Publication Date

2018

Abstract

In addition to the burden of a life-threatening diagnosis, cancer patients are struggling with adverse side-effects from cancer treatment. Chemotherapy has been linked to an array of cognitive impairments and alterations in brain structure and function (“chemobrain”). In this review, we summarized the existing evidence that evaluate the changes in cognitive functioning and brain with chemotherapy, as assessed using structural and functional MRI-based techniques in a longitudinal design.
This review followed the latest PRISMA guidelines using Embase, Medline, PsychINFO, Scopus, and Web of Science databases with date restrictions from 2012 to 2017. Fourteen research articles met the key inclusion criteria: (i) the studies involved adult cancer patients (mean age ≥ 18); (ii) the use of chemotherapy in the treatment of cancer; (iii) pre-post assessment of behavioral and brain-based outcomes; and (iv) abstracts written in English. Effect sizes of subjective and objective cognitive impairments from the reviewed studies were estimated using Cohen’s d or z-scores. We calculated percentage of mean change or effect sizes for main neuroimaging findings when data were available. Strength of the correlations between brain alterations and cognitive changes was obtained using squared correlation coefficients.
Small to medium effect sizes were shown? on individual tests of attention, processing speed, verbal memory, and executive control; and medium effect sizes on self-report questionnaires. Neuroimaging data showed reduced grey matter density in cancer patients in frontal, parietal, and temporal regions. Changes in brain function (brain activation and cerebral blood flow) were observed with cancer across functional networks involving (pre)frontal, parietal, occipital, temporal, and cerebellar regions. Data from diffusion‐weighted MRI suggested reduced white matter integrity involving the superior longitudinal fasciculus, corpus callosum, forceps major, and corona radiate, and altered structural connectivity across the whole brain network. Finally, we observed moderate-to-strong correlations between worsening cognitive function and morphological changes in frontal brain regions.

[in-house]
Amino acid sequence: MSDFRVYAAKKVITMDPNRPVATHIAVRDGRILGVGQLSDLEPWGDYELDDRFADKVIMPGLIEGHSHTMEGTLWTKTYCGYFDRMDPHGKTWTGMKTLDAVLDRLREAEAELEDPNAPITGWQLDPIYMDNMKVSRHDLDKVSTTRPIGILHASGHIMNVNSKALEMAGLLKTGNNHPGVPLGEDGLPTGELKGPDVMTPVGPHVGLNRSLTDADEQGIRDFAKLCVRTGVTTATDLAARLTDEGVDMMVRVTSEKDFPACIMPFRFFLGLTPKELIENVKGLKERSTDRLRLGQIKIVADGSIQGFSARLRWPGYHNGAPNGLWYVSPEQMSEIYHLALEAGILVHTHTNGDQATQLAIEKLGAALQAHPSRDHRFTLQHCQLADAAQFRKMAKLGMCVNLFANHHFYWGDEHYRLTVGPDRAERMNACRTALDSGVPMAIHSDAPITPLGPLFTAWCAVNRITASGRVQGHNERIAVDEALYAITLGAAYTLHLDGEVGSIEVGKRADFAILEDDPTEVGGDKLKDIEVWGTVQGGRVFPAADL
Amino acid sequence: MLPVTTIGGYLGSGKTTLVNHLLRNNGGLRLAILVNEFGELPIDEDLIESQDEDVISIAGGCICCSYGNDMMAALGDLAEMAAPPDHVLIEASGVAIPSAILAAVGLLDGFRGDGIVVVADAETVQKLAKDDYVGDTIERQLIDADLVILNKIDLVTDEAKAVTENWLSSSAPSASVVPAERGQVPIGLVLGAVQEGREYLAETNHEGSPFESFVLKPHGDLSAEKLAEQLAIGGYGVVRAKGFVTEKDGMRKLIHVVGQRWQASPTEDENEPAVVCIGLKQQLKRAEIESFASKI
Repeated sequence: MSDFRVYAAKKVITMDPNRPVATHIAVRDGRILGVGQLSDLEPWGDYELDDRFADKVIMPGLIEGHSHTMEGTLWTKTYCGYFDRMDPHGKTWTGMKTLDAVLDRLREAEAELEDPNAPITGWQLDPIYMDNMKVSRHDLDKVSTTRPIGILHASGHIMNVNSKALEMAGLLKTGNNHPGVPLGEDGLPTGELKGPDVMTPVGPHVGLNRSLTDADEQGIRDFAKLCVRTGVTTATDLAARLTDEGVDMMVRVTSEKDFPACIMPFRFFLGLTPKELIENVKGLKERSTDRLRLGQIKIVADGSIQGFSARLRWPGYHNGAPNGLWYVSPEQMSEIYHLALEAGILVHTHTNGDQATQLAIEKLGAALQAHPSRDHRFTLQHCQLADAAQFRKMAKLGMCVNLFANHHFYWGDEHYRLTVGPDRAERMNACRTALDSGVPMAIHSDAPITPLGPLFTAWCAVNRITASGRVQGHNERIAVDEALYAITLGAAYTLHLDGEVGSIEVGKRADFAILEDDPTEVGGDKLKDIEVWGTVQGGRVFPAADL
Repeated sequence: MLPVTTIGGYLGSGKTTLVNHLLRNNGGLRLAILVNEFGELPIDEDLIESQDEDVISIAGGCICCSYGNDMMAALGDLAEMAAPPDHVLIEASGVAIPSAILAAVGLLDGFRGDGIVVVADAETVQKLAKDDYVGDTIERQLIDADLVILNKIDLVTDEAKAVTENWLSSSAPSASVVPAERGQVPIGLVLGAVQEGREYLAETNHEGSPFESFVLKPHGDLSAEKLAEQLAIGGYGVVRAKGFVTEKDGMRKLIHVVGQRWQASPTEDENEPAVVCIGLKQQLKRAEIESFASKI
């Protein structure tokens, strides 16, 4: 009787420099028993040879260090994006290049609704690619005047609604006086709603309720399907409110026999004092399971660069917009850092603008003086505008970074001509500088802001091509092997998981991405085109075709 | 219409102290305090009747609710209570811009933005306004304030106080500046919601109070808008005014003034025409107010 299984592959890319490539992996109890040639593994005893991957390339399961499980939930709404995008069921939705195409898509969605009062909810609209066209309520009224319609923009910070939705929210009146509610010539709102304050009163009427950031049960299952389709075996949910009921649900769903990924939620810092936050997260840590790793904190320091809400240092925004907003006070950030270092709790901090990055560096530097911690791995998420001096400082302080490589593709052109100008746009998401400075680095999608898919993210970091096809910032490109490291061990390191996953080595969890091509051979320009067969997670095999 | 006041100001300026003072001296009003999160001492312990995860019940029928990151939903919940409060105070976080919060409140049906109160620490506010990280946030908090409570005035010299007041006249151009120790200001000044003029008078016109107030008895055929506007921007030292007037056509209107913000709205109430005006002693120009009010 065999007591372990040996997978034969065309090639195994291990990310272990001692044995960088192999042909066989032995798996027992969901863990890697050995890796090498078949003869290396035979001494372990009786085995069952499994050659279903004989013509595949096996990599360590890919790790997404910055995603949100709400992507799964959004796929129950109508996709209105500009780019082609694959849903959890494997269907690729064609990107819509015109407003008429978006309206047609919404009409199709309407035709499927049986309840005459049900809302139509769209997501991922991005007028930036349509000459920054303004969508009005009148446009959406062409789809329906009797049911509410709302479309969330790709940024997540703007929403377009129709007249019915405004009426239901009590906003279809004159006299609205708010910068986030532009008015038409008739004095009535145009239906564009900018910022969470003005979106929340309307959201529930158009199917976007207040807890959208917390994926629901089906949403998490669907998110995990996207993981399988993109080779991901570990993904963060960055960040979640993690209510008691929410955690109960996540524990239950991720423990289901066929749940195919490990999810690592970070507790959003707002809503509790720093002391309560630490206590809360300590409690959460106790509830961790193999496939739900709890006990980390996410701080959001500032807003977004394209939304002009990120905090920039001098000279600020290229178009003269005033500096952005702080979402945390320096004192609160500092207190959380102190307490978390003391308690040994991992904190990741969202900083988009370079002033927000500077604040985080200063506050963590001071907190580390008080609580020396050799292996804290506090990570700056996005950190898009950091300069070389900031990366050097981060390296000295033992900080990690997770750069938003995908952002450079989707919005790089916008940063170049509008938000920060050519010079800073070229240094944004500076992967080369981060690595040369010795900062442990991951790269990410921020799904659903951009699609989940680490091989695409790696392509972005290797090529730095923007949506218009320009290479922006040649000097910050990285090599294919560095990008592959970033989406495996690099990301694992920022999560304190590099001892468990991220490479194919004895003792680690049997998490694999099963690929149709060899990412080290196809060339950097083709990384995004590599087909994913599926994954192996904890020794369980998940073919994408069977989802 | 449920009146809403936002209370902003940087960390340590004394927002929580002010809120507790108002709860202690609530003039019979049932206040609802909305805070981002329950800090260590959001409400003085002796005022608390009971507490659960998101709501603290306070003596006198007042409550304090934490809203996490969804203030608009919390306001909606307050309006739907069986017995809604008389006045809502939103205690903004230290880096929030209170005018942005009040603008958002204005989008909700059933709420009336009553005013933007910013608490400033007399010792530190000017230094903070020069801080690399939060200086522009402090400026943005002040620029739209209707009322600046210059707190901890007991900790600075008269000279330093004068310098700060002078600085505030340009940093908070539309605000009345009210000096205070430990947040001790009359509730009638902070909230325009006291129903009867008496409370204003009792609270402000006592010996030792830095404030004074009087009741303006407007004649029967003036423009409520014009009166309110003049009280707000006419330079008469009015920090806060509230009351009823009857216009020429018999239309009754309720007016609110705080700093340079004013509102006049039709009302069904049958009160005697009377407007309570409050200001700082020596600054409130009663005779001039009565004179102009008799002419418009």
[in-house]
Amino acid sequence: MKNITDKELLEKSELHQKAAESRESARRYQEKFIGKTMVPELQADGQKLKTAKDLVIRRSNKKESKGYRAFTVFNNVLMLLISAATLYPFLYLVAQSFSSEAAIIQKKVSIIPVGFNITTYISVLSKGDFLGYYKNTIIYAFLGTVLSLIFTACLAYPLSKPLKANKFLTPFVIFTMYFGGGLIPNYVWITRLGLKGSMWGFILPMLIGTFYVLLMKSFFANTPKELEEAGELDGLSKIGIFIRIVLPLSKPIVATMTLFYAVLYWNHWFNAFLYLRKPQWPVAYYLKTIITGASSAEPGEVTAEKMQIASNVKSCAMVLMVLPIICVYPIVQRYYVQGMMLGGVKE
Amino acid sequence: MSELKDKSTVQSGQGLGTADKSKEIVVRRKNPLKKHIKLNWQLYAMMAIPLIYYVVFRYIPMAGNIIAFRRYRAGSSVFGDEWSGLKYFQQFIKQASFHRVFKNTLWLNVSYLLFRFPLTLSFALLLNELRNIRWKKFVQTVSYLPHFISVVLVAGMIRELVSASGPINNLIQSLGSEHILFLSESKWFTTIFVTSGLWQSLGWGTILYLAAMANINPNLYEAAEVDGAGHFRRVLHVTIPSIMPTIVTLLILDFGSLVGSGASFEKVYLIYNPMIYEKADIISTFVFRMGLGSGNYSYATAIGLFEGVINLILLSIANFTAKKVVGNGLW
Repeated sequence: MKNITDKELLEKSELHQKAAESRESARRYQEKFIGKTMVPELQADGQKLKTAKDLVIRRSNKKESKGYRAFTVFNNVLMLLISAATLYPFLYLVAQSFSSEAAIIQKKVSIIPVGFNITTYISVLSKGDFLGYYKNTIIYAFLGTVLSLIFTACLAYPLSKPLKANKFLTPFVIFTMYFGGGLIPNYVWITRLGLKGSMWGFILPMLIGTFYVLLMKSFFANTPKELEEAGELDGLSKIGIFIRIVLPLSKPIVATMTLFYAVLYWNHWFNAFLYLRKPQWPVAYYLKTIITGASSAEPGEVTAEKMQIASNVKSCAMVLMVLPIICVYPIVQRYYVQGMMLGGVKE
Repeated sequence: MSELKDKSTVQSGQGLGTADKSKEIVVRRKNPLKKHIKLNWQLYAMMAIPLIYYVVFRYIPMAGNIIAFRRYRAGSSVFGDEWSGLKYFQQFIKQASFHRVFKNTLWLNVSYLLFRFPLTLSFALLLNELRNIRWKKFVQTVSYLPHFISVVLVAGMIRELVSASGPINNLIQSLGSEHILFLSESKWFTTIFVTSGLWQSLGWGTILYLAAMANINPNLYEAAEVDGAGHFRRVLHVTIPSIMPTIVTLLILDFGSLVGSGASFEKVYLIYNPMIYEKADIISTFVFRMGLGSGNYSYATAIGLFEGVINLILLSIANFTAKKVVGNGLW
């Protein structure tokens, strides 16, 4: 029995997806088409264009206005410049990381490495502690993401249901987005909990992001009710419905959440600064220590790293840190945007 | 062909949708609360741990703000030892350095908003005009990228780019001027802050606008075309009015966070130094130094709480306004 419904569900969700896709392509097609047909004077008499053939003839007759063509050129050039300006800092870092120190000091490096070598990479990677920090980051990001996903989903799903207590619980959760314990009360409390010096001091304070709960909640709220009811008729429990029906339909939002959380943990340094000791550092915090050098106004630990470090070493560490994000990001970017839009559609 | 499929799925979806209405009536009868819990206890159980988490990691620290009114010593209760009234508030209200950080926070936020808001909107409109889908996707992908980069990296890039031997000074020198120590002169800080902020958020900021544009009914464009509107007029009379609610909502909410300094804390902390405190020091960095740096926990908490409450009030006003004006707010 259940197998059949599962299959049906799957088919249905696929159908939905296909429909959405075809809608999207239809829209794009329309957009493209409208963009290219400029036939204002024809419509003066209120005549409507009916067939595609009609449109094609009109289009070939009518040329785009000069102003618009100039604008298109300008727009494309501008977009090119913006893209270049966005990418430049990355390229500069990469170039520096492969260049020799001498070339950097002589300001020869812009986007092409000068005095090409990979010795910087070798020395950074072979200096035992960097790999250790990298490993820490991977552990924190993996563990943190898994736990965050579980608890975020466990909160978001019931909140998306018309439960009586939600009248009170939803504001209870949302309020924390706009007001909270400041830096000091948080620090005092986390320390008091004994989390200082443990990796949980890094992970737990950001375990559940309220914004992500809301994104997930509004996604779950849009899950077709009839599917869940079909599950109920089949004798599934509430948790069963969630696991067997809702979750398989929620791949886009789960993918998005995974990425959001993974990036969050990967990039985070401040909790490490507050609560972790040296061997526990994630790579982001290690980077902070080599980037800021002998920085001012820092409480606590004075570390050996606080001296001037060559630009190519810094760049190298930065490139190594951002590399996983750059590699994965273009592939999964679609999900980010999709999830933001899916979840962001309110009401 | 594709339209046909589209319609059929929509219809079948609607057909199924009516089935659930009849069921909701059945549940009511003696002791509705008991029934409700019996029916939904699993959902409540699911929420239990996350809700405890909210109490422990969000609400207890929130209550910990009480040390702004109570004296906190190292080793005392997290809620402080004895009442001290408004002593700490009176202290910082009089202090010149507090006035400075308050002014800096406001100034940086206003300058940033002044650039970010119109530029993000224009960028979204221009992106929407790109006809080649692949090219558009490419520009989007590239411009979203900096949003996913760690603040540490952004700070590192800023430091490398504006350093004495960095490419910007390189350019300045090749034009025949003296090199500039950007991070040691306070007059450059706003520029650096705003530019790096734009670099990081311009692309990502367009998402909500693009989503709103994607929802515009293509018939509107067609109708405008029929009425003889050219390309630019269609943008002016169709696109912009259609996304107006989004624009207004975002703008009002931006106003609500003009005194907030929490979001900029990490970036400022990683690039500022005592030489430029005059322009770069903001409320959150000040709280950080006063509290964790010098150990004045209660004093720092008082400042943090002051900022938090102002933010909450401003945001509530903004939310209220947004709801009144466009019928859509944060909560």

While MRI is a powerful tool for detection of longitudinal brain changes in the ‘chemobrain’, the underlying biological mechanisms are still unclear. Continued work in this field will hopefully detect MRI metrics to be used as biomarkers to help guide cognitive treatment at the individual cancer patient level.

School/Institute

Mary MacKillop Institute for Health Research

Document Type

Journal Article

Access Rights

ERA Access

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